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The Lack of Access to Emergency Contraception Continues


Results show that 80% of the IHS pharmacies surveyed carry Plan B as an OTC
contraceptive. However, a majority (72%) of the IHS pharmacies continue to impose age
restrictions on Plan B as an OTC contraceptive. Furthermore, 11% of the IHS pharmacies
require a prescription for Plan B and 9% do not offer Plan B at all. "There's not the
consistency and continuity that women should be able to expect through their health
system in terms of being able to access Plan B or its generic counterpart," Asetoyer said.
The Indian Health Service still does not have written policies and procedures in place for
the provision of Plan B (emergency contraceptives) and they are still operating under a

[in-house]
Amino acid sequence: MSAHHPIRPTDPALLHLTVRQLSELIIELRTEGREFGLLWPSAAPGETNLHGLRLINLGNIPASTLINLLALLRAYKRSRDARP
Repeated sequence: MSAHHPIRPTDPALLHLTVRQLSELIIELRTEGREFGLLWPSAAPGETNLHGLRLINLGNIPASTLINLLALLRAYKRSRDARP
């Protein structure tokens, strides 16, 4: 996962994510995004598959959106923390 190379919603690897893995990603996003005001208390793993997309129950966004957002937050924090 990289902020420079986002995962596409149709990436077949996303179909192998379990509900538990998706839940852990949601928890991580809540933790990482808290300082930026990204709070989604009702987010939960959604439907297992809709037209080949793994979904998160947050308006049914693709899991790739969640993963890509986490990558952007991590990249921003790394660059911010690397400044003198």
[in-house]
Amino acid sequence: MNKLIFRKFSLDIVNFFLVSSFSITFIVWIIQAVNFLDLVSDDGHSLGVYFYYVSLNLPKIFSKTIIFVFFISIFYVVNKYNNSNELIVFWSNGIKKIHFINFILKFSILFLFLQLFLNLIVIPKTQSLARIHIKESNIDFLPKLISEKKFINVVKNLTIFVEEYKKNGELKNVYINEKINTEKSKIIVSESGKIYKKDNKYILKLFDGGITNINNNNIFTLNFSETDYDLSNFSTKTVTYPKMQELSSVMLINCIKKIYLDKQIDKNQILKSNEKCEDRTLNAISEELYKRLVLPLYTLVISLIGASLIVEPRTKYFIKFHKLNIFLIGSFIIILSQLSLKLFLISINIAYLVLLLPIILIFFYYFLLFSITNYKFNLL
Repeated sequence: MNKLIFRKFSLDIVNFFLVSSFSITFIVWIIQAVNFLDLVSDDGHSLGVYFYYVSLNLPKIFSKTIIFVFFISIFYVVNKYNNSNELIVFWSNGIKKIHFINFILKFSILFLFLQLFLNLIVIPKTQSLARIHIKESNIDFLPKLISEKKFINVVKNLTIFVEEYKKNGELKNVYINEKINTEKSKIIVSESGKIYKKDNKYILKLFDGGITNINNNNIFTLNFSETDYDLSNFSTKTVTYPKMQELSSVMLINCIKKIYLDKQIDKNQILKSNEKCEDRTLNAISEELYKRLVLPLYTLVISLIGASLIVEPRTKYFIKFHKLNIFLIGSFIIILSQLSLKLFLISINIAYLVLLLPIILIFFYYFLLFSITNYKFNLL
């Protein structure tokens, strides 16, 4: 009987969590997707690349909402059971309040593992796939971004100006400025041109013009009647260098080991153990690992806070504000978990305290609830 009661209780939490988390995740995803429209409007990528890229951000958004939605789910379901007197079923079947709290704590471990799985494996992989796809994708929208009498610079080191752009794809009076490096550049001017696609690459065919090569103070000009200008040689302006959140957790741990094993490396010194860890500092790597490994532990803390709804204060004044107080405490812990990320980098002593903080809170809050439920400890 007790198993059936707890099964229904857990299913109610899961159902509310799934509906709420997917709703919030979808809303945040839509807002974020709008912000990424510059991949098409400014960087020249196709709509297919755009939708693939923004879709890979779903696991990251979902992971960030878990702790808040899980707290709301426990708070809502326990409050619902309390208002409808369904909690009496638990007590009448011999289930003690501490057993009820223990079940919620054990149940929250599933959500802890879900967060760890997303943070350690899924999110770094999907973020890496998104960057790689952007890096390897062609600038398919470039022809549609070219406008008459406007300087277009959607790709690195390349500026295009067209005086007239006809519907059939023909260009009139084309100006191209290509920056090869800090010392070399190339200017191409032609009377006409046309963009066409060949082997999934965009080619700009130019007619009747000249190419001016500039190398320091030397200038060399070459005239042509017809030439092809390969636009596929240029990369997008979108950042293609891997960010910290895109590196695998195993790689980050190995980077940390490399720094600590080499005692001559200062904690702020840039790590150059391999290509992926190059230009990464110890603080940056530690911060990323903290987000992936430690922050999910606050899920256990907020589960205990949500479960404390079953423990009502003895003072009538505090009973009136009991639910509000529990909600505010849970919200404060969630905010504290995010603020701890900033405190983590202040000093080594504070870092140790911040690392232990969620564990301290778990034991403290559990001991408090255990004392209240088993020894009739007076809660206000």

verbal directive, which is out of compliance and unacceptable. These inconsistencies are
also a direct violation of the Tribal Law and Order Act (TOLA), which requires standardized
health care.
The World Health Organization (WHO) recently released new guidance on integrating
human rights considerations into the provision of contraceptive information and
services. The guidance notes that international and regional human rights treaties, national
constitutions, and laws provide guarantees related to contraceptive access. The guidance
includes several references to EC, making the following recommendations:
• EC should be included in essential medicine supply chains and national formularies. It highlights
in particular that in some countries EC is not available on the false grounds that it causes
abortion.

See the IHS 2014 Report Card

See the 2014 OTC Survey

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